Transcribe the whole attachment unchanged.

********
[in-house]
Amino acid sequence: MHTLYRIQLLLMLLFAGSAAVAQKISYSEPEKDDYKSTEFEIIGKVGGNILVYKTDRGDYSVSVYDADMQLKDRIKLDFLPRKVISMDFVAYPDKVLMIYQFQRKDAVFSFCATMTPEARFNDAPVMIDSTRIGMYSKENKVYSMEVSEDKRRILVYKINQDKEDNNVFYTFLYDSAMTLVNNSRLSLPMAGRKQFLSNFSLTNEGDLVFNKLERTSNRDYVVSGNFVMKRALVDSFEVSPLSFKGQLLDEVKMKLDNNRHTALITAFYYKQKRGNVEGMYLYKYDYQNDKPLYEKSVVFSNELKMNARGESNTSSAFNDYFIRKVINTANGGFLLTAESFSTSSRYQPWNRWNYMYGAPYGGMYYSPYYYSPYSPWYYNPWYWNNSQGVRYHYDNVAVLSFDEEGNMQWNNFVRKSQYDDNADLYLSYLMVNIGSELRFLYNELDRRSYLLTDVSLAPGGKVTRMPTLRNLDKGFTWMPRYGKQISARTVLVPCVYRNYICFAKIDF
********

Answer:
[in-house]
Amino acid sequence: MHTLYRIQLLLMLLFAGSAAVAQKISYSEPEKDDYKSTEFEIIGKVGGNILVYKTDRGDYSVSVYDADMQLKDRIKLDFLPRKVISMDFVAYPDKVLMIYQFQRKDAVFSFCATMTPEARFNDAPVMIDSTRIGMYSKENKVYSMEVSEDKRRILVYKINQDKEDNNVFYTFLYDSAMTLVNNSRLSLPMAGRKQFLSNFSLTNEGDLVFNKLERTSNRDYVVSGNFVMKRALVDSFEVSPLSFKGQLLDEVKMKLDNNRHTALITAFYYKQKRGNVEGMYLYKYDYQNDKPLYEKSVVFSNELKMNARGESNTSSAFNDYFIRKVINTANGGFLLTAESFSTSSRYQPWNRWNYMYGAPYGGMYYSPYYYSPYSPWYYNPWYWNNSQGVRYHYDNVAVLSFDEEGNMQWNNFVRKSQYDDNADLYLSYLMVNIGSELRFLYNELDRRSYLLTDVSLAPGGKVTRMPTLRNLDKGFTWMPRYGKQISARTVLVPCVYRNYICFAKIDF